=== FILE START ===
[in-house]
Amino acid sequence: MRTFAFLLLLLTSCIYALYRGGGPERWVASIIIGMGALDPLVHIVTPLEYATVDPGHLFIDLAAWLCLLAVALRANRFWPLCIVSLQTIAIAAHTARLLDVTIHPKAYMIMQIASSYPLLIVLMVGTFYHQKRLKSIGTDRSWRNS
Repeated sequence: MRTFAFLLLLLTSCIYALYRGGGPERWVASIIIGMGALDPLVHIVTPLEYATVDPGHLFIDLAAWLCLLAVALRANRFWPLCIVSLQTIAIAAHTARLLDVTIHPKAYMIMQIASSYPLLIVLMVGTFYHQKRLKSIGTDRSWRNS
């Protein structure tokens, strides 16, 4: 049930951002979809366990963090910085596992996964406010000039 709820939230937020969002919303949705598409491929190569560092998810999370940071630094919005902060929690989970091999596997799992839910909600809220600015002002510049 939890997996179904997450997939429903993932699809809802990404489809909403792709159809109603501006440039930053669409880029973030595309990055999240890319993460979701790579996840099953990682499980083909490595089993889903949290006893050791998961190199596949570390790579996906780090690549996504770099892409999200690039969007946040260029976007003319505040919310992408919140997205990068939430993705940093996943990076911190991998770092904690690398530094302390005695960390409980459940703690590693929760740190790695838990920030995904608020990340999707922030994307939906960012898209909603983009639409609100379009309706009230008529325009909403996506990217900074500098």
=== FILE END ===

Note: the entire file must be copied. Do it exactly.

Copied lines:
[in-house]
Amino acid sequence: MRTFAFLLLLLTSCIYALYRGGGPERWVASIIIGMGALDPLVHIVTPLEYATVDPGHLFIDLAAWLCLLAVALRANRFWPLCIVSLQTIAIAAHTARLLDVTIHPKAYMIMQIASSYPLLIVLMVGTFYHQKRLKSIGTDRSWRNS
Repeated sequence: MRTFAFLLLLLTSCIYALYRGGGPERWVASIIIGMGALDPLVHIVTPLEYATVDPGHLFIDLAAWLCLLAVALRANRFWPLCIVSLQTIAIAAHTARLLDVTIHPKAYMIMQIASSYPLLIVLMVGTFYHQKRLKSIGTDRSWRNS
């Protein structure tokens, strides 16, 4: 049930951002979809366990963090910085596992996964406010000039 709820939230937020969002919303949705598409491929190569560092998810999370940071630094919005902060929690989970091999596997799992839910909600809220600015002002510049 939890997996179904997450997939429903993932699809809802990404489809909403792709159809109603501006440039930053669409880029973030595309990055999240890319993460979701790579996840099953990682499980083909490595089993889903949290006893050791998961190199596949570390790579996906780090690549996504770099892409999200690039969007946040260029976007003319505040919310992408919140997205990068939430993705940093996943990076911190991998770092904690690398530094302390005695960390409980459940703690590693929760740190790695838990920030995904608020990340999707922030994307939906960012898209909603983009639409609100379009309706009230008529325009909403996506990217900074500098």